Submarine Matters provides an expanding technical and political database concerning strategic weapons (including submarines) worldwide. Also on the interrelationship with intelligence concepts.
@PeteThis kind of prediction is based on the simple extrapolation of last several decades. That doesn't work when the price of labor has increased by an order of magnitude in the same time period: the Chinese have reached the end of what cheap labor can achieve and are struggling to move their economy towards domestic consumption. To the extent the Chinese economy is still growing as fast as it is, it's being fueled by unsustainable lending.There also is not so small issue of the demographic inversion that should be kicking right at the 2030 time frame - a massive labor shortage combined with a huge spike in health care costs, if not to the aging individuals, then to their offspring.That prediction also assumes complete energy and political stability over that entire period, which also seems rather suspect. Note that the US is far less subject to energy issues than China is as the future #1 producer of oil (and only #2 consumer).Bottom line, that number is unobtainable. It does seem likely that China will surpass the US in GDP, and we can expect it's continued military expansion until some economic or political destabilization occurs.Cheers,Joshhttps://squidjigger.comJosh@squidjigger.comtwitter: @squid_jigger
Hi JoshYes the trends can work against Chinese economic size surpassing the US. This includes pollution, already causing Beijing to temporarily close some factories and coal power stations in northeastern China. China has limited water and arable land - something that may limit its high growth.Also so many other unpredictable economic reverses can occur. I recall 1980s predictions that Japan/Asia would eventually surpass America in 20 years. Then the 1997 Asian Financial Crisis  caused slowdowns all over eastern Asia - and Japan hasn't fully recovered - let alone passed America by many measures. http://en.wikipedia.org/wiki/1997_Asian_financial_crisisRegardsPete
I agree with Josh there that linear extrapolation never works in economics. China GDP growth today is mainly fueled by infrastructure investments (even though the returns on those investments are nil). At the same time, the days when China can export freely (even dump their more or less toxic foods) to other countries while limiting imports are numbered. Attempts to convert from an export driven economy to a consumer driven economy so far are not successful hence this One belt One road initiative.KQN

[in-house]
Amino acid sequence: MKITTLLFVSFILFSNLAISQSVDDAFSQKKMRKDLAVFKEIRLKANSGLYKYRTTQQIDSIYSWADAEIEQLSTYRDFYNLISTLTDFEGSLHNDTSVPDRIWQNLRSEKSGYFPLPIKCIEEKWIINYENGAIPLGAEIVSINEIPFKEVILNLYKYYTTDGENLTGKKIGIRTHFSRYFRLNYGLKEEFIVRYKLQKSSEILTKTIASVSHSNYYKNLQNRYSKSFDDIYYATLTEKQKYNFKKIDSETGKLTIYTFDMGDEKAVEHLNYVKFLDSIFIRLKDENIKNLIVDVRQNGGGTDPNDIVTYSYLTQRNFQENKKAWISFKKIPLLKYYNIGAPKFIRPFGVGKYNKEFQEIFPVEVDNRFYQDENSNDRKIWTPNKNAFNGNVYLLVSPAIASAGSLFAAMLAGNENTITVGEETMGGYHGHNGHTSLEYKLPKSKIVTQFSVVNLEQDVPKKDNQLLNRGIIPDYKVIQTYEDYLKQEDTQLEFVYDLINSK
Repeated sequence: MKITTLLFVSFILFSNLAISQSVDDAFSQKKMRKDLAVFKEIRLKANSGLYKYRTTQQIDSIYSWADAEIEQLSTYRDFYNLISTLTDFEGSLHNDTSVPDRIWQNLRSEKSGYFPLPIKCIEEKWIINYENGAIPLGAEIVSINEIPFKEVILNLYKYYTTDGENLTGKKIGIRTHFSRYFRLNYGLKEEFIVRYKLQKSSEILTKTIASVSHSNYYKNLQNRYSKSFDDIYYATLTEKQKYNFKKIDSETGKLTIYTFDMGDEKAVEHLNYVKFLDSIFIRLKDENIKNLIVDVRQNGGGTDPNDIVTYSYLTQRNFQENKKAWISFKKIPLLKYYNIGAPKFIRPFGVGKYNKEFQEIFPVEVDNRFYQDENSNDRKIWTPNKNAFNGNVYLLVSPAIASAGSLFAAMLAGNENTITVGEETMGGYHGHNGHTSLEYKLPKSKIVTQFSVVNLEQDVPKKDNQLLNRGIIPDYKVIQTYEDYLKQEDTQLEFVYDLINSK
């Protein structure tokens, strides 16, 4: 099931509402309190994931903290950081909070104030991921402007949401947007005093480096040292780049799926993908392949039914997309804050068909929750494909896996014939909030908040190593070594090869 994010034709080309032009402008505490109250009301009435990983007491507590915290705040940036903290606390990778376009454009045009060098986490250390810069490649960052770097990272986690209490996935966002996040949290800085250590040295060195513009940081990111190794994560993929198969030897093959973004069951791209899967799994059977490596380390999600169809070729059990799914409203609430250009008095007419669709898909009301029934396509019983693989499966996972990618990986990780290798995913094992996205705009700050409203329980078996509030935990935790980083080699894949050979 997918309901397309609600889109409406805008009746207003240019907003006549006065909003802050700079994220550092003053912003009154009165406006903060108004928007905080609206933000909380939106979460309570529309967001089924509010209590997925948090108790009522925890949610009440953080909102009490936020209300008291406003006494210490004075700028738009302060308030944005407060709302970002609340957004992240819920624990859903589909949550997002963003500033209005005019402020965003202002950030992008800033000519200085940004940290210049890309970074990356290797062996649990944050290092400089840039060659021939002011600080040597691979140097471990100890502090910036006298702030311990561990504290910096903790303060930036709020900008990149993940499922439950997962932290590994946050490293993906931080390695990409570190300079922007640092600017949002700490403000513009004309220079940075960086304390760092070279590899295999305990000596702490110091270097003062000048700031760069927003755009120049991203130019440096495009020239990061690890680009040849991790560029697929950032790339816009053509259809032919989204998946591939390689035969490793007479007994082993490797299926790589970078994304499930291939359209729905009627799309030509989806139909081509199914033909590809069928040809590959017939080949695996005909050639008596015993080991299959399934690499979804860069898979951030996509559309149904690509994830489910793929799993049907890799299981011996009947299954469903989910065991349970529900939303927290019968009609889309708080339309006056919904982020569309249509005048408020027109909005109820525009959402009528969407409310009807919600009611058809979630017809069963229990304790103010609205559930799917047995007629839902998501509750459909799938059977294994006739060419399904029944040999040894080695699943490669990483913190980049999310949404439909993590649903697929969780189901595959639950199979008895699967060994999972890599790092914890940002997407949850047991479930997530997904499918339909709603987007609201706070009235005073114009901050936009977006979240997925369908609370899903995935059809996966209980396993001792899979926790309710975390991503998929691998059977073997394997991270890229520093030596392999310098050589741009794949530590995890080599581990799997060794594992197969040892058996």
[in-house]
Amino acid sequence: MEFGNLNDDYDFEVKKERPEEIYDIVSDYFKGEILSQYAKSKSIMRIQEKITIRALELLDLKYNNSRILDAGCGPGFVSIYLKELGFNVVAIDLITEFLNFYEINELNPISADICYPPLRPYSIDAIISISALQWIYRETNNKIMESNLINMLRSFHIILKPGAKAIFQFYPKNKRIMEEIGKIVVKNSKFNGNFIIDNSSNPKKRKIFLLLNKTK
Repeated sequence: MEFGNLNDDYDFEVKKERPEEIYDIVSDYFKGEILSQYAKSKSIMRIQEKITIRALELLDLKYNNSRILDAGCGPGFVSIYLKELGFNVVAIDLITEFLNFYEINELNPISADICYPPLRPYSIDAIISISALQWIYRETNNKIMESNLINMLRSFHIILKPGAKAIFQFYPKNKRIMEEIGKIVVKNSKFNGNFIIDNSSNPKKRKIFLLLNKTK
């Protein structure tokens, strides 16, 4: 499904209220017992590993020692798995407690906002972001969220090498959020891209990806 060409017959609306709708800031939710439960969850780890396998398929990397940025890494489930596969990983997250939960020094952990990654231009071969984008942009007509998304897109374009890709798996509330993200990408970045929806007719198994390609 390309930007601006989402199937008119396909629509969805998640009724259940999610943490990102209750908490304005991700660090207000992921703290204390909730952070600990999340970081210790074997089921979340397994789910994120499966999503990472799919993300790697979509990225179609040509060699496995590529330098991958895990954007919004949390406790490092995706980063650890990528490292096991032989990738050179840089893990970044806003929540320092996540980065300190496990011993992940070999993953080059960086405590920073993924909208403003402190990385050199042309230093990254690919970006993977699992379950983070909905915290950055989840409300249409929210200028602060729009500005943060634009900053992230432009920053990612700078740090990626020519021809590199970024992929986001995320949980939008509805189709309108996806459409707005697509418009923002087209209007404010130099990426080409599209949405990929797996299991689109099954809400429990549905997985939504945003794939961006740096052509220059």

I think it is worth pointing out that One Belt/One Road is a short to medium term jobs project, since the construction market is absolutely saturated in China proper. Longer term, it is a project to bypass the first island chain/IO and the Med. Even minor navies could block the straights connecting China to Europe and the mid east, never mind the USN. The move to build overland infrastructure and port facilities on the other side of India via CPEC is China conceding to geography: they have basically no ports available to open water, much in the same way the Russians don't. They are planning to have contingency infrastructure that bypasses the straights of Malacca and Lombok and rail infrastructure that goes all the way to Europe to bypass ocean transit altogether.IMO this is an uphill fight, given the increased expense of rail transit. But there is a certain sweet spot where the extra speed of rail transit will justify the cost of using rails vice ships, for high value items and perishable goods. But end of the day One Belt/One Road is a huge gamble for China, and especially the countries hosting the infrastructure that have made very long term deals hosting its infrastructure.Cheers,Joshhttps://squidjigger.comJosh@squidjigger.comtwitter: @squid_jigger
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